September 8, 2016

BioPharma Patents Quick Tips & News – November/December 2013 – Throwback Edition


  1. Three tips for overcoming U.S. obviousness rejections
    1. Argue no PFO first: Always argue down  existence of  an  Examiner-asserted presumption of  prima facie  obviousness (PFO), before going  on  to  second-step providing PFO-presumption rebuttal- evidence, e.g., “secondary considerations.”
    2. Use a selection argument: Map out each step an artisan would have to make to arrive at the claimed invention amongst all  the choices available  in the cited art with no guidance to make all  of the selections to arrive at the claim as a whole.
    3. Teaching  away  is  still most  persuasive. Invest a couple of hours searching the art or ask inventors to find (1) teaching away statements or (2) statements to rebut the Examiner’s assertions.
  2. Restriction practice in Art Unit 1600 (Biotechnology and Organic Chemistry)
    1. Tip: Try petitioning to have restriction requirements withdrawn.
    2. Harness IP recently successfully petitioned to have improper restriction requirements withdrawn, and to have others converted into requirements for election of species. Also, currently Art Unit 1600 is discouraging Examiners from imposing restrictions between products and methods of using the product. Therefore, if you are facing a restriction requirement between a product and a method of using the product, consider filing a petition to have the requirement
      withdrawn, unless a divisional application is desired.


  1. Pharmaceutical combinations – Recent case law:
    1. There have been four post-KSR Federal Circuit decisions on obviousness of claims to combinations of old drugs useful for related indications.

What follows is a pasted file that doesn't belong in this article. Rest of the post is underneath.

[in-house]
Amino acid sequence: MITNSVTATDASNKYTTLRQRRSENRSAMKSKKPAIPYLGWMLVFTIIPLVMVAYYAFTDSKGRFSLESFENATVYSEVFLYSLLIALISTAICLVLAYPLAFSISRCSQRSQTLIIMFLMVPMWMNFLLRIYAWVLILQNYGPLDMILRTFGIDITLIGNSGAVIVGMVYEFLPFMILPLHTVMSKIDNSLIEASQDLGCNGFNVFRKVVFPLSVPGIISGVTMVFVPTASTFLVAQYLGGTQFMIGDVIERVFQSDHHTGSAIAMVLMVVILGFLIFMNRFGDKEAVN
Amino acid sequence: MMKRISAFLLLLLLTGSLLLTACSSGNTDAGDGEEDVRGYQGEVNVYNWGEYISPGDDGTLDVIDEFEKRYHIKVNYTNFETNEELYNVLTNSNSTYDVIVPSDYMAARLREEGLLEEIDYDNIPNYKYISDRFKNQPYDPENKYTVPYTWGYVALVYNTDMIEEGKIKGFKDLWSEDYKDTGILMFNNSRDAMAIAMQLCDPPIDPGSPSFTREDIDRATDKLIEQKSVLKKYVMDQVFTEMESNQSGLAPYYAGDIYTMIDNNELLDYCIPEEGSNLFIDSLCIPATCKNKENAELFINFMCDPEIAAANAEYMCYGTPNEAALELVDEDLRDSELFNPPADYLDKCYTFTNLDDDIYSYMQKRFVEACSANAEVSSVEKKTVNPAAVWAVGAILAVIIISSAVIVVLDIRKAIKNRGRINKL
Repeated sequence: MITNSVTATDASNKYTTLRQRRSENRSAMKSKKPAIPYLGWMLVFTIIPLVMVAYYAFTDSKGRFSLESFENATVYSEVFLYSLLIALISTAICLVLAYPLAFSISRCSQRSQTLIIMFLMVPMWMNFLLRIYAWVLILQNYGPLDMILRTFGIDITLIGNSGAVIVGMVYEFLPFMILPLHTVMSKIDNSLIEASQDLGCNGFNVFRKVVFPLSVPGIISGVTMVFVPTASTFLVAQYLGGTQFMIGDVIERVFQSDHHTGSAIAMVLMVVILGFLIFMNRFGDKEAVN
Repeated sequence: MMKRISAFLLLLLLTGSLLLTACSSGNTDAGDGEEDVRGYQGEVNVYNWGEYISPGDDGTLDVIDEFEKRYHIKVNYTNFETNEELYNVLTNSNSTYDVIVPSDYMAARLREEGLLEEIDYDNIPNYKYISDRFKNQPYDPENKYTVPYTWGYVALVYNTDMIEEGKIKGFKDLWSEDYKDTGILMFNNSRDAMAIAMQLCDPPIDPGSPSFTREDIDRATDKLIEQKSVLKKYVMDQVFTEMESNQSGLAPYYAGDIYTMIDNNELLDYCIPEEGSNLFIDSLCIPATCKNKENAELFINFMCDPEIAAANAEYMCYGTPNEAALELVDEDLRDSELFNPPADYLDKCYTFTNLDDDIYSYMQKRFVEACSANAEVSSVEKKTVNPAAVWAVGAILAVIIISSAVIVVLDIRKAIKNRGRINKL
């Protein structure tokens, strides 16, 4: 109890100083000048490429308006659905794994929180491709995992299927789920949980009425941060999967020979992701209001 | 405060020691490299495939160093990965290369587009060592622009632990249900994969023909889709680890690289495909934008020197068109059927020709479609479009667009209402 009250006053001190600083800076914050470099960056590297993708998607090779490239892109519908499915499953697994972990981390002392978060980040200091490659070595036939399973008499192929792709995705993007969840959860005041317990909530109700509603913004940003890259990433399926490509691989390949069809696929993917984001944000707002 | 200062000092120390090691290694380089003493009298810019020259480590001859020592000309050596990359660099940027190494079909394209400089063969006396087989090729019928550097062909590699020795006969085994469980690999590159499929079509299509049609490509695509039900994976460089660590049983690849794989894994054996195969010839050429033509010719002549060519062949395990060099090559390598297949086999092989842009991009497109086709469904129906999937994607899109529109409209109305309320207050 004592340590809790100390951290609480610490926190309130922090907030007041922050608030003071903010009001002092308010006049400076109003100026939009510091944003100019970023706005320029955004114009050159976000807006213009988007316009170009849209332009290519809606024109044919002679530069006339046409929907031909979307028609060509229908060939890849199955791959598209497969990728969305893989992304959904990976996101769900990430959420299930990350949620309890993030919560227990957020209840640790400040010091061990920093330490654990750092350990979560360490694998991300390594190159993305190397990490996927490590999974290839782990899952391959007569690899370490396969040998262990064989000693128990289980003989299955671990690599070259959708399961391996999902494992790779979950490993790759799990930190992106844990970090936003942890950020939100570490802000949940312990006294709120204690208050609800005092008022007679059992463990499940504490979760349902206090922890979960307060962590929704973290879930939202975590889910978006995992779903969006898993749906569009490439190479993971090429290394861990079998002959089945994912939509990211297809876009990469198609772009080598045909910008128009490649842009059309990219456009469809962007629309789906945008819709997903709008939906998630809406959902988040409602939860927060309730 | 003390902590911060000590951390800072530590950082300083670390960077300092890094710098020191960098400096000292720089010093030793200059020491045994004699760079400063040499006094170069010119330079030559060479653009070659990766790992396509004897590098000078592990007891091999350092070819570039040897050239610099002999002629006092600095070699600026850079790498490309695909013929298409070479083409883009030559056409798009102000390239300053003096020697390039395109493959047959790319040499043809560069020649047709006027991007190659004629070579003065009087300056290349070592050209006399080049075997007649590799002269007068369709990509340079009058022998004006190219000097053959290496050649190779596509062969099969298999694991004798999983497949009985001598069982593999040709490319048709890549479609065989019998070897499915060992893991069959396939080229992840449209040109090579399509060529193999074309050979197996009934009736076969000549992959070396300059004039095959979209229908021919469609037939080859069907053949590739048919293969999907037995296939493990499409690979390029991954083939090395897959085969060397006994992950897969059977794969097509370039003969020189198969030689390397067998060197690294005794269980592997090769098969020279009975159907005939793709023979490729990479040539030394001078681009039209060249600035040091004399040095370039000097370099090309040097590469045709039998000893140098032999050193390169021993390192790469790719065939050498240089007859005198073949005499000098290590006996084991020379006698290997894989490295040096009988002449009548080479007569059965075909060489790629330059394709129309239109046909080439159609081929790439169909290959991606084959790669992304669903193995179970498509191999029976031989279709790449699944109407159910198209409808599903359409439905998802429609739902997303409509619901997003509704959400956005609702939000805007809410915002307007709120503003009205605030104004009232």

2. Take Away: Claims that specify a new benefit appear to have a better chance of surviving a challenge for obviousness than claims that do not specify a benefit.
    3. Examples: longer room-temp shelf life in Leo Pharma. Prods. v. Rea, 726 F.3d 346 (Fed. Cir. 2013), longer lasting efficacy in Allergan v. Sandoz, 726 F.3d 1286, 1294 (Fed Cir. 2013) and Pozen v. Par, 696 F.3d 1151, 1164 (Fed. Cir. 2012). But see, Novo-Nordisk v. Caraco, 719 F.3d 1346 (Fed. Cir. 2013).
  2. New reporting requirements for transfers of pharmaceutical patent rights:
    1. The U.S. Federal Trade Commission (FTC) has announced final changes to the premerger notification rules for pharmaceutical companies. This is especially noteworthy as it applies to exclusive patent licensing between pharmaceutical companies even without a corporate merger, and even if the patent holder retains some manufacturing rights or co-rights for the joint development, marketing or commercialization of the patented drug. This means that certain exclusive patent licenses may require notification to the FTC and the Antitrust Division of the Department of Justice (“DOJ”).
    2. Take Away:  Patent holders should be aware of potential antitrust issues prior to entering into an exclusive patent licensing arrangement, which may be a reportable transaction.


This Newsletter was originally posted to the articles section of the Harness IP website in November 2013. To receive the most up-to-date BioPharma news and tips, please visit and subscribe to the BioPharma emails.